Common mistake precedent / precedence

One of the most common mistakes in English grammar is mixing up the words "precedent" and "precedence". While they may sound similar, they have completely different meanings and usage.


Precedent, with the stress on the second syllable, is a noun that refers to a previous occurrence or decision that serves as an example or guide for future actions or decisions. It often comes up in legal contexts, where decisions made in similar cases in the past can establish a precedent for how future cases should be handled.

For example:

  • The judge considered the precedent set by previous similar cases.
  • This ruling could set a dangerous precedent for future cases.


Precedence, with the stress on the first syllable, is a noun that refers to the condition of being considered more important or having priority over something else. It is often used to describe the order or priority in which things should be done.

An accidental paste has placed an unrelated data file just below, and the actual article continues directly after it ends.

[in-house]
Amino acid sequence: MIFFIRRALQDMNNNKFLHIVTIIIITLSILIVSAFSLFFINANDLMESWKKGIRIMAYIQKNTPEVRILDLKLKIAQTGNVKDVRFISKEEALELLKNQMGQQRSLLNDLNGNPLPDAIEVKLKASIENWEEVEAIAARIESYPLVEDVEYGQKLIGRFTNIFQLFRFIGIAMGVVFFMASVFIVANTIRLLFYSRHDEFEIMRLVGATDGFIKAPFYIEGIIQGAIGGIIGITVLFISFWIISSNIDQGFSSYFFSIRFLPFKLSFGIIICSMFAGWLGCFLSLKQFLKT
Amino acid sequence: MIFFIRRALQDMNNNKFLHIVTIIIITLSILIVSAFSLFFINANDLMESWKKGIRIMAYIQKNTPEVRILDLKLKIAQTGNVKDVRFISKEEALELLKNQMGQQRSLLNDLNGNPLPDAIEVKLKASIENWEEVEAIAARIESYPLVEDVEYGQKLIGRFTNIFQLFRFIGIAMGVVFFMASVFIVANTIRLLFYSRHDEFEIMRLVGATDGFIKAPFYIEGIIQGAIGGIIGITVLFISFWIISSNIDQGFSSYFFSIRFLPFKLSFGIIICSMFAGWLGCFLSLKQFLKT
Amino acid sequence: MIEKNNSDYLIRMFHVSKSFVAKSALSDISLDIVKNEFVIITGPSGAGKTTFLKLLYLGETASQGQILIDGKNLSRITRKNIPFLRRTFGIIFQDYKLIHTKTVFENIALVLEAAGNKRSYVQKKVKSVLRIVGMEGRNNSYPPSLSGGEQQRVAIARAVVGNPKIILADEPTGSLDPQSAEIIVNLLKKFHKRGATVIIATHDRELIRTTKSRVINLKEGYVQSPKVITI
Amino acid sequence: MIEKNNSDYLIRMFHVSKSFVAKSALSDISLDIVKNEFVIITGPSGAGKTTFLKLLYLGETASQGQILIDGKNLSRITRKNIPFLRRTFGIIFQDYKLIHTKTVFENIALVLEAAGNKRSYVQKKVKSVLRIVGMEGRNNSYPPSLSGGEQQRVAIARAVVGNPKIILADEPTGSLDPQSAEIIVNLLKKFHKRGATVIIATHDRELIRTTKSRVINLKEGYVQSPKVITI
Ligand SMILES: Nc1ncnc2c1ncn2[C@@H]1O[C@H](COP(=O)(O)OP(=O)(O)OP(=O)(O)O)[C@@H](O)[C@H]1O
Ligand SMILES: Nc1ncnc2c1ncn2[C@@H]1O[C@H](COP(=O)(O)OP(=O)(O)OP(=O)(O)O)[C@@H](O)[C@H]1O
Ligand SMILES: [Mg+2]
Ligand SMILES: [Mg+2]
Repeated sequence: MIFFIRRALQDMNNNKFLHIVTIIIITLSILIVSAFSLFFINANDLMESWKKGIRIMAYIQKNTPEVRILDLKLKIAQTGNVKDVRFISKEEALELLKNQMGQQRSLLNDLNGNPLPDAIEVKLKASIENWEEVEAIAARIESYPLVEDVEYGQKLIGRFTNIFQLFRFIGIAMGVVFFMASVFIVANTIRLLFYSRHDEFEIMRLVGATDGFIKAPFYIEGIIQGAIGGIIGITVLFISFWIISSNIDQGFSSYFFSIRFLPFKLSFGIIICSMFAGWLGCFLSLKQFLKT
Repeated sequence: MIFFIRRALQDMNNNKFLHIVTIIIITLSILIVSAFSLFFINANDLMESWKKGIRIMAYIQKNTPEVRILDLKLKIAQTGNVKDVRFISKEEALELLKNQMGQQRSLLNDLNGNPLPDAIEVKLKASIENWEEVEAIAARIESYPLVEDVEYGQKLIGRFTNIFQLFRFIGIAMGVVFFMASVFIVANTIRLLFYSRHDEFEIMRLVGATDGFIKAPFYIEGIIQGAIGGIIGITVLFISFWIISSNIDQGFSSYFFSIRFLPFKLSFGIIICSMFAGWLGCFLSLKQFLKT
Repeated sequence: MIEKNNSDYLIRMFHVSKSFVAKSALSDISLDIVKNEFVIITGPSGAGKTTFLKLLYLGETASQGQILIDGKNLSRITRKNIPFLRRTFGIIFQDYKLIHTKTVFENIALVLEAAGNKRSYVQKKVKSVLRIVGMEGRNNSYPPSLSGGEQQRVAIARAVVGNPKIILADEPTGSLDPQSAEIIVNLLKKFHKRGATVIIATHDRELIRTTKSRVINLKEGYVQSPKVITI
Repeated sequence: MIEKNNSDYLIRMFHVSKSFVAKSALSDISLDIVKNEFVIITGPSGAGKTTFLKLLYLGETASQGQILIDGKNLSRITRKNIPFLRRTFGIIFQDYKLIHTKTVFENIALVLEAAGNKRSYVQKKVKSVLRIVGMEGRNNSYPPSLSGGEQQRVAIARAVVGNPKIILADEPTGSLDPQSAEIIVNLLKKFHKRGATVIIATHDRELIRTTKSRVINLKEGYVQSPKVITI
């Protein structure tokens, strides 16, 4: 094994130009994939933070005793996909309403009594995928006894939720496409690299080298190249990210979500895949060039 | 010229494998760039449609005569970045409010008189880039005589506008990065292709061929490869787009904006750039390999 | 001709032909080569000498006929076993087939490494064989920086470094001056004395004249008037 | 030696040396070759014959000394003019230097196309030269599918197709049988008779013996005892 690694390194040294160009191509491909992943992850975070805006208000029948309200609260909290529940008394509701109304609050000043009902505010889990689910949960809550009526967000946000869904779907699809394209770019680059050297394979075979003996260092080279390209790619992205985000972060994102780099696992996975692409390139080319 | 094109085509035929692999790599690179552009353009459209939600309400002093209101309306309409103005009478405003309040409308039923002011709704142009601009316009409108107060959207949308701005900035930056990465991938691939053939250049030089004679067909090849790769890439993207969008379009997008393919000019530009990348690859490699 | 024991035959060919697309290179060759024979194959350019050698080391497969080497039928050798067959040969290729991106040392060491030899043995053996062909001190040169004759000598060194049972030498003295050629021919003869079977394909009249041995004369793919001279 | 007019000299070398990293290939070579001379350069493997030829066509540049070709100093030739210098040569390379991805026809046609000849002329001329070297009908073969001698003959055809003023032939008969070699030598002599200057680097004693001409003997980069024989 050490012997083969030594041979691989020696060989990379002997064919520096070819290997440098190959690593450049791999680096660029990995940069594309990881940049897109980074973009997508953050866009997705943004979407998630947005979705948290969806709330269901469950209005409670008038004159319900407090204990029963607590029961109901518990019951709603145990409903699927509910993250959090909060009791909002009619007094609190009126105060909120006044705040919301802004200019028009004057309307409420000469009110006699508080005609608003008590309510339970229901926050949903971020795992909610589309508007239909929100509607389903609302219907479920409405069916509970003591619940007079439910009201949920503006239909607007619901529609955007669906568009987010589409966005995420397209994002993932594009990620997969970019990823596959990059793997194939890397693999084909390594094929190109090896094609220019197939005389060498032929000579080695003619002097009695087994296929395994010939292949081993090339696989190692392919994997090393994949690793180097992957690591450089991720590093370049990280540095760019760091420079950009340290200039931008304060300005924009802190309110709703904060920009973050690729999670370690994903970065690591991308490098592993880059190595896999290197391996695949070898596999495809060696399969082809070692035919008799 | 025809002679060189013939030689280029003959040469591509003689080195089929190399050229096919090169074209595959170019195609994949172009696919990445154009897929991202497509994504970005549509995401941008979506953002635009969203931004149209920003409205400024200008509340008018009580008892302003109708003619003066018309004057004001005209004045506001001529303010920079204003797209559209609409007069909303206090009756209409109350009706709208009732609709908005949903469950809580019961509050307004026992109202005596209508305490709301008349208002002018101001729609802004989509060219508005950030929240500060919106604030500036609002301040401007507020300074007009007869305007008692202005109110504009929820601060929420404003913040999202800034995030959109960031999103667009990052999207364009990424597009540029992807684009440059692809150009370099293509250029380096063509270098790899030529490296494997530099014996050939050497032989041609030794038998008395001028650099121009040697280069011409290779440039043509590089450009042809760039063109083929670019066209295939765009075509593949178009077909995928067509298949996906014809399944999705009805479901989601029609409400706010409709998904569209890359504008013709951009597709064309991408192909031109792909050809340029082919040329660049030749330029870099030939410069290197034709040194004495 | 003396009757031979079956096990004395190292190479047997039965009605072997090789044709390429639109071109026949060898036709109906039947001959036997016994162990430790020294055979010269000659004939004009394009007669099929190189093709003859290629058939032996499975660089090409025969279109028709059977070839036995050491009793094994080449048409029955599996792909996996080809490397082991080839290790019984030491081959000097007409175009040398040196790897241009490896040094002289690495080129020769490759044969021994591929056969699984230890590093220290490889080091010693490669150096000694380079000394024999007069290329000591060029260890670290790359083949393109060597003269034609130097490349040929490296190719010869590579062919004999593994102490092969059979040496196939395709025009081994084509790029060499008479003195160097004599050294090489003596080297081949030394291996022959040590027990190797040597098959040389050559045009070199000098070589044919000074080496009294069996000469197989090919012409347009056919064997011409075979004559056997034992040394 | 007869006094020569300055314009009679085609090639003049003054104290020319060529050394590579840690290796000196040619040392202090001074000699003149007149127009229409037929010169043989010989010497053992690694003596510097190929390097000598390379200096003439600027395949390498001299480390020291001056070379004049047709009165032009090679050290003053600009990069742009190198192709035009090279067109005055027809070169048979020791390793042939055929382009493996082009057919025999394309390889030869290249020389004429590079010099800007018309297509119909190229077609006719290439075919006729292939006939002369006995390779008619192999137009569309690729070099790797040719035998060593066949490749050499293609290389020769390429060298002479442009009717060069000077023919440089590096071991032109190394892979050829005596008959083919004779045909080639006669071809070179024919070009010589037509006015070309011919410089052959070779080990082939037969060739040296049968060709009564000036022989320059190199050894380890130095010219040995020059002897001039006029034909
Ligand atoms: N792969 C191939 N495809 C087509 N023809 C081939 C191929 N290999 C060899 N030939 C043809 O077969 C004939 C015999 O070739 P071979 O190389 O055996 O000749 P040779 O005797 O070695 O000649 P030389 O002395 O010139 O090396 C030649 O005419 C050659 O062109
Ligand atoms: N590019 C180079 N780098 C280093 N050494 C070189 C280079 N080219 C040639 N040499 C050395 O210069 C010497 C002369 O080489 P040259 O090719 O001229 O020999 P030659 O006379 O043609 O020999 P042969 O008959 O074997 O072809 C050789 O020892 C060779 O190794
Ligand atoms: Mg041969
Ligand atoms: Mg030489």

For example:

  • Emergency situations take precedence over all other matters.
  • In a diplomatic event, protocol dictates the order of precedence for dignitaries.

It's important to remember that "precedent" and "precedence" cannot be used interchangeably. "Precedent" refers to an established example or decision, while "precedence" refers to the condition of being more important or having priority.

For anyone who wants to avoid these common mistakes in grammar, a useful tool is the Linguix grammar checker. It helps to identify and correct grammar errors, including the incorrect use of words like "precedent" and "precedence", making your writing more clear and accurate.

precedent / precedence mistake examples

  • Incorrect:
    Allow us to set a precedence.

    Allow us to set a precedent.

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